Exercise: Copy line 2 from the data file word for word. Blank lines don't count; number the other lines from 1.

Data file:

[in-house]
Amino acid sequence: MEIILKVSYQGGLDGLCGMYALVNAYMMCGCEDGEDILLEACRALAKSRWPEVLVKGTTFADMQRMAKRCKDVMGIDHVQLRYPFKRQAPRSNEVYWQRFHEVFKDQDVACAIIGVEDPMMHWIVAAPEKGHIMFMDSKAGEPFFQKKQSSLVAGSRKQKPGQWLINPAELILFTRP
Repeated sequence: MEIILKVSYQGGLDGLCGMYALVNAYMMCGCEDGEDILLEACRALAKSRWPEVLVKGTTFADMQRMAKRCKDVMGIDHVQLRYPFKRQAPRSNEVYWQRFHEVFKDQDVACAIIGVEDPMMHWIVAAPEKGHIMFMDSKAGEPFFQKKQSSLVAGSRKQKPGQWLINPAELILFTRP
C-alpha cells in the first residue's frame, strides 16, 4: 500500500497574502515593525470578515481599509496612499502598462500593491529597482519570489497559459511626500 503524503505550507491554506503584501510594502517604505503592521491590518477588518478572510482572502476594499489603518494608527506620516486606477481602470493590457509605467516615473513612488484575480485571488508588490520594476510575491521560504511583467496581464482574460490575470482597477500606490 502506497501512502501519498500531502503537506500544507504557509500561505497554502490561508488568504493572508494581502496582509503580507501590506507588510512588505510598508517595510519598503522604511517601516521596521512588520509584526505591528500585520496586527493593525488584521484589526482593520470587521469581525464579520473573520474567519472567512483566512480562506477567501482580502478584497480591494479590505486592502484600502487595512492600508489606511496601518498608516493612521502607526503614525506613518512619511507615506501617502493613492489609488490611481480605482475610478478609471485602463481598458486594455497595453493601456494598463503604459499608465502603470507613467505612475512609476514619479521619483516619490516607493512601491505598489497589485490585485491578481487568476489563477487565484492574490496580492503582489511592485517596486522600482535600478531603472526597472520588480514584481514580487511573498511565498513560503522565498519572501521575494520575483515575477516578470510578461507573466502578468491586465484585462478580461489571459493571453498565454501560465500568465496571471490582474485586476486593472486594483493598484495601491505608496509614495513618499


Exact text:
Amino acid sequence: MEIILKVSYQGGLDGLCGMYALVNAYMMCGCEDGEDILLEACRALAKSRWPEVLVKGTTFADMQRMAKRCKDVMGIDHVQLRYPFKRQAPRSNEVYWQRFHEVFKDQDVACAIIGVEDPMMHWIVAAPEKGHIMFMDSKAGEPFFQKKQSSLVAGSRKQKPGQWLINPAELILFTRP